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Logo of nihpaAbout Author manuscriptsSubmit a manuscriptHHS Public Access; Author Manuscript; Accepted for publication in peer reviewed journal;
Nat Chem Biol. Author manuscript; available in PMC 2013 December 1.
Published in final edited form as:
PMCID: PMC3661761

Structure of a class II preQ1 riboswitch reveals ligand recognition by a new fold


PreQ1 riboswitches regulate genes by binding the pyrrolopyrimidine intermediate preQ1 during biosynthesis of the essential tRNA base queuosine. We report the first preQ1-II riboswitch structure at 2.3 Å resolution, which uses a novel fold to achieve effector recognition at the confluence of a three-way-helical junction flanking a pseudoknotted ribosome-binding site (RBS). The results account for preQ1-II-riboswitch-mediated translational control, and expand the known repertoire of ligand binding modes utilized by regulatory RNAs.

Riboswitches are cis-acting mRNA sequences that provide an elegant solution to the problem of bacterial gene regulation. By directly sensing small molecules via an aptamer domain, riboswitches can adapt quickly to fluctuations in intracellular ligand concentration to establish a feedback loop that controls the production or import of metabolites, or the response to second messengers1. Several ligands have been identified that are recognized by multiple, structurally unrelated riboswitch classes; this group includes: SAM2, cyclic-di-GMP, and preQ13. Within the latter group, only the preQ1-II (class 2) riboswitch structure remains uncharacterized, which prompted us to elucidate this unknown fold. Comparing the modes by which such aptamers organize spatially distinct molecular determinants to recognize a common ligand provides insight into the chemical diversity attainable by regulatory RNAs4.

PreQ1 is the final metabolite on the biosynthetic pathway that produces the hypermodified nucleotide queuosine (Q) (Fig. 1a). Q is an essential modification that enhances translational fidelity5,6,7 via incorporation at the wobble position of specific anticodons in most eukaryotic and bacterial tRNAs6. Q deficiency in bacteria can lead to reduced growth fitness in the stationary phase7 and diminished virulence8. To meet regulatory needs, riboswitches responsive to preQ1 evolved in the Firmicutes, giving rise to phylogenetically distinct riboswitch classes. The preQ1-I (class 1) aptamer is distributed widely and is a compact 34 nucleotides9. The preQ1-II riboswitch is 80 nucleotides, and has been found exclusively in the Lactobacillales where it regulates expression at the translational level10. Another preQ1-II hallmark is that the complete ribosome-binding site (RBS) folds as an integral part of the aptamer in the form of an H-type pseudoknot10,11 (Fig. 1b). Biochemical analyses suggested the preQ1-II mode of ligand readout differs from preQ1-I, which recognizes the effector by canonical cis Watson-Crick base pairing10.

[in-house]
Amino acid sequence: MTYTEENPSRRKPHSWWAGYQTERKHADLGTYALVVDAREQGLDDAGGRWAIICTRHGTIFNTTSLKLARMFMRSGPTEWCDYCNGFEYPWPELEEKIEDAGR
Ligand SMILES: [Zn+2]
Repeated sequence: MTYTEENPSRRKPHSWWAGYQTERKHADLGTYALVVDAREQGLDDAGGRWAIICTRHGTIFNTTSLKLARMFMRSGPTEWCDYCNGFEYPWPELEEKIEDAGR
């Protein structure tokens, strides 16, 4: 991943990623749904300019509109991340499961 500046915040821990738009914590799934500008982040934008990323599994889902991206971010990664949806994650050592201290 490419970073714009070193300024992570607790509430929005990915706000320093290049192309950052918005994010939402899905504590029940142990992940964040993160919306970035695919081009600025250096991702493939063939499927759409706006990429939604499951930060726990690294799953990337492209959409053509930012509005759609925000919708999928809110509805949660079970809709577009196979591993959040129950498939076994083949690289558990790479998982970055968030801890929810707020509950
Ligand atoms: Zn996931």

Figure 1
Queuosine biosynthesis, secondary structure, and tertiary fold of the L. rhamnosus preQ1-II riboswitch

To elucidate the basis for ligand recognition and gain insight into how effector binding is communicated to the RBS, we identified and investigated a preQ1-II riboswitch from Lactobacillus rhamnosus (Fig. 1b, Online Methods, Supplementary Results). Binding of preQ1 to the wild type L. rhamnosus preQ1-II riboswitch sequence produced a KD of 17.9 ± 0.6 nM (Supplementary Table 1 and Supplementary Fig. 2a), which is comparable to the 100 nM affinity reported for the preQ1-II riboswitch from Streptococcus pneumonia10. To grow diffraction-quality crystals, we made modifications to the wild type sequence to produce a modified construct (MC) (Fig. 1b and Supplementary Fig. 1a). These changes had no tangible effects in terms of preQ1 affinity (Supplementary Table 1 and Supplementary Fig. 2b).

We then determined the crystal structure of the MC L. rhamnosus preQ1-II riboswitch in the ligand-bound state by Cs+ SAD phasing, followed by refinement to 2.3 Å resolution (Supplementary Table 2 and Supplementary Fig. 3). The “J”-shaped tertiary fold has dimensions of 77 Å × 43 Å × 27 Å and exhibits only subtle differences from the consensus secondary structure in J3/4 and P310 (Figs. 1b,c), thus making it a likely representative of the preQ1-II riboswitch fold. P1, P2, and P3 form the longest coaxial helical stack with P1 most distal from the ligand-binding site (Fig. 1c), consistent with its dispensability in preQ1 binding10. The most prominent structural feature is an H-type pseudoknot wherein loop J2/3, which flanks P2, engages in base pairing with the RBS to form stem P3. The latter stem is preceded by J2/4, P4, and J3/4, which serves as “loop 3” in the classical H-type fold (Supplementary Fig. 1c,d). Despite topological similarities, the preQ1-II architecture differs entirely from that of preQ1-I aptamers1214.

The preQ1-II ligand-binding pocket resides at a three-way junction comprising P2, P3, and P4 (Fig. 1c). This topological transition is facilitated by interactions from junction bases and Mg2+ ions. N3 of U53 in J2/4 forms a bifurcated hydrogen bond with the non-bridging oxygens of core base C66 in P4 (Fig. 1d); similarly, the O2 group of U54 interacts with the C66 N4 amine. The nearby base C56 of J2/4 contributes its N4 to hydrogen bond with O2 of C69 in J3/4, while C69 and A55 form a trans Watson-Crick/Hoogsteen pair, and N1 of A55 interacts with O2′ of A71 in P3 (Fig. 1e). Two Mg2+ ions form contacts between the phosphate backbones of P2, P3, and J2/4 (Fig. 1c and Supplementary Fig. 4), knitting together irregular topological features that compose the nearby ligand-binding site.